I haven’t thought about this much before, but comments are an overlooked part of many websites.

We spend hours looking at page traffic, conversion rates, bounce rates, keyword rankings etc, but rarely do we stop to see how people are literally engaging with our content.

If you only get a couple comments a month there’s not much to see, but for sites that generate substantial blog traffic, there’s a lot that can be learned from those who are commenting on your articles.

CommentsWP is hot off the press (still less than 10 installs), but is a free plugin that let’s you do just that.

“On one of my old sites, I have more than 8000 comments, and WordPress by default does not provide any kind of additional information about commenters, comments themselves, and so on. As an admin, I was able to see only comments and a couple of numbers:

  • total number of comments
  • number of spam, pending, or trashed comments
  • number of comments per post

And this is too basic information. I wanted more:

  • see commenting trends
  • much better filters
  • understand how some users are abusing the comments system by impersonating others (posting using names and sometimes even emails of other users)
  • comments aggregation by different periods of date and time”

Here’s a screenshot of the dashboard:

Could be worth checking out!

🤖 Convert English to RegEx

Yo, where was this site like 10 years ago.

If you’ve ever had to create page rules with RegEx, you’ll know that it’s like trying to communicate with a robot.

Luckily, now we have robot AI to help us communicate with the robots!

AutoRegex takes normal commands like “Match URLs beginning with www” and spits out the appropriate RegEx snippet.

The Pro plan can even convert RegEx back to English.

🦃 Some processes can’t be rushed

Saw this graphic from @JustSomeDev this week and it hit close to home.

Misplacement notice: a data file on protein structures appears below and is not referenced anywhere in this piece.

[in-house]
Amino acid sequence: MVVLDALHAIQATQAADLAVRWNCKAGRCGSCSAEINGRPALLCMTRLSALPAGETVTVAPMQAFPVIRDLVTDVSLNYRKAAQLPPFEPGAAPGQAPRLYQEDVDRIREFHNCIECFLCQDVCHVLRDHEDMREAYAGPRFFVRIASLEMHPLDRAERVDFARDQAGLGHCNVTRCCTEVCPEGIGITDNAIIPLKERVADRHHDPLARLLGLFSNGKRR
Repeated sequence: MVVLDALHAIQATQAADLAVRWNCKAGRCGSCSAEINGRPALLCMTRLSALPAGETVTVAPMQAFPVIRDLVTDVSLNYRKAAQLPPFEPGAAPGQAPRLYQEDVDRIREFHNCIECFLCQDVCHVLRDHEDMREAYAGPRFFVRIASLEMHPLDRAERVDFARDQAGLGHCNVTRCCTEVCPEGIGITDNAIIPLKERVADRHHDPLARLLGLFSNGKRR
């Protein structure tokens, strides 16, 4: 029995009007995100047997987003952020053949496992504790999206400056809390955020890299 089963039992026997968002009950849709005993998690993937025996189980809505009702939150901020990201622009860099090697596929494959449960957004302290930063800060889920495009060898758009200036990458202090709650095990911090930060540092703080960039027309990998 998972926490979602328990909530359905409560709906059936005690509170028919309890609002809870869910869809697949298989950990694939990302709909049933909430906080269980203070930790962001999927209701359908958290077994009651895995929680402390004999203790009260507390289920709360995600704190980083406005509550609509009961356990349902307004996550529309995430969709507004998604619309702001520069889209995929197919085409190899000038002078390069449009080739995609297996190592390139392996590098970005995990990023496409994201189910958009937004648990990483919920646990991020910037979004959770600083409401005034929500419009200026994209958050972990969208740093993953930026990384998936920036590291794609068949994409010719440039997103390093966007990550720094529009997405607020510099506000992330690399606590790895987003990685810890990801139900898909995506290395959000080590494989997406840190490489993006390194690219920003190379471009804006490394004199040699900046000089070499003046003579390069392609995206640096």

If you feel like you’re not moving fast enough or aren’t where you thought you’d be at this point in your career, know that it’s ok.

Some things need to take longer – even if it’s not how you planned it out.

⭐️ Deals of the week

Doubly Pro

Doubly Pro is offering a lifetime deal from now until next Wednesday August 3rd.

I just picked this up myself (one of my very few LTD purchases this year), but I haven’t had a chance to test it out yet.

It’s a plugin that lets you copy/paste various elements across different WordPress websites.

Right now it supports pages, posts, media files, WooCommerce products, ACF field groups, code snippets, LearnDash courses & lessons and a few more.

Copying content across websites has always been a tedious process, so I’m curious to try this one out.

*If you’re interested in the topic, I previously wrote an article on the best ways to move content across sites here.


LearnDash is running their Stellar Sale from now until Sunday July 31st. You can get it for 40% off, which is almost as good as the Black Friday deal they usually have.

💬 Closing Comments

That’s all for this week.

Thanks for reading to the end!

If you ever want to discuss any of the topics in this newsletter, I post a dedicated thread each week inside of the NewPulse Labs Facebook group.

You can also suggest any topics you think I should cover there, so be sure to join 🙂

Stay cool and talk soon.